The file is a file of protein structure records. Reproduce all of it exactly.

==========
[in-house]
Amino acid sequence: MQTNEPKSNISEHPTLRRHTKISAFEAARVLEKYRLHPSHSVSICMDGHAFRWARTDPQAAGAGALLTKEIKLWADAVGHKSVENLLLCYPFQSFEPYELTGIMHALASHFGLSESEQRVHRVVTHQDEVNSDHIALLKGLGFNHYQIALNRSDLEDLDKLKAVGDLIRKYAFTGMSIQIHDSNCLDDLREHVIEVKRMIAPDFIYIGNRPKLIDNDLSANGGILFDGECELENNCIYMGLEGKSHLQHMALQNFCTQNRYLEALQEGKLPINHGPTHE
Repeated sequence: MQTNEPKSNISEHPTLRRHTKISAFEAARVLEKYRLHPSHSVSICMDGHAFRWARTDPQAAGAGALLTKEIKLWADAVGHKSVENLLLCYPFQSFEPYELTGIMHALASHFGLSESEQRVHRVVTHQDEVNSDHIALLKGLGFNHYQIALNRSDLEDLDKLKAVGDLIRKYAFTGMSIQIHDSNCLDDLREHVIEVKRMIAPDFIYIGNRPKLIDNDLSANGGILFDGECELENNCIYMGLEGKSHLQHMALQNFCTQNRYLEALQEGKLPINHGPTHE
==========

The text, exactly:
[in-house]
Amino acid sequence: MQTNEPKSNISEHPTLRRHTKISAFEAARVLEKYRLHPSHSVSICMDGHAFRWARTDPQAAGAGALLTKEIKLWADAVGHKSVENLLLCYPFQSFEPYELTGIMHALASHFGLSESEQRVHRVVTHQDEVNSDHIALLKGLGFNHYQIALNRSDLEDLDKLKAVGDLIRKYAFTGMSIQIHDSNCLDDLREHVIEVKRMIAPDFIYIGNRPKLIDNDLSANGGILFDGECELENNCIYMGLEGKSHLQHMALQNFCTQNRYLEALQEGKLPINHGPTHE
Repeated sequence: MQTNEPKSNISEHPTLRRHTKISAFEAARVLEKYRLHPSHSVSICMDGHAFRWARTDPQAAGAGALLTKEIKLWADAVGHKSVENLLLCYPFQSFEPYELTGIMHALASHFGLSESEQRVHRVVTHQDEVNSDHIALLKGLGFNHYQIALNRSDLEDLDKLKAVGDLIRKYAFTGMSIQIHDSNCLDDLREHVIEVKRMIAPDFIYIGNRPKLIDNDLSANGGILFDGECELENNCIYMGLEGKSHLQHMALQNFCTQNRYLEALQEGKLPINHGPTHE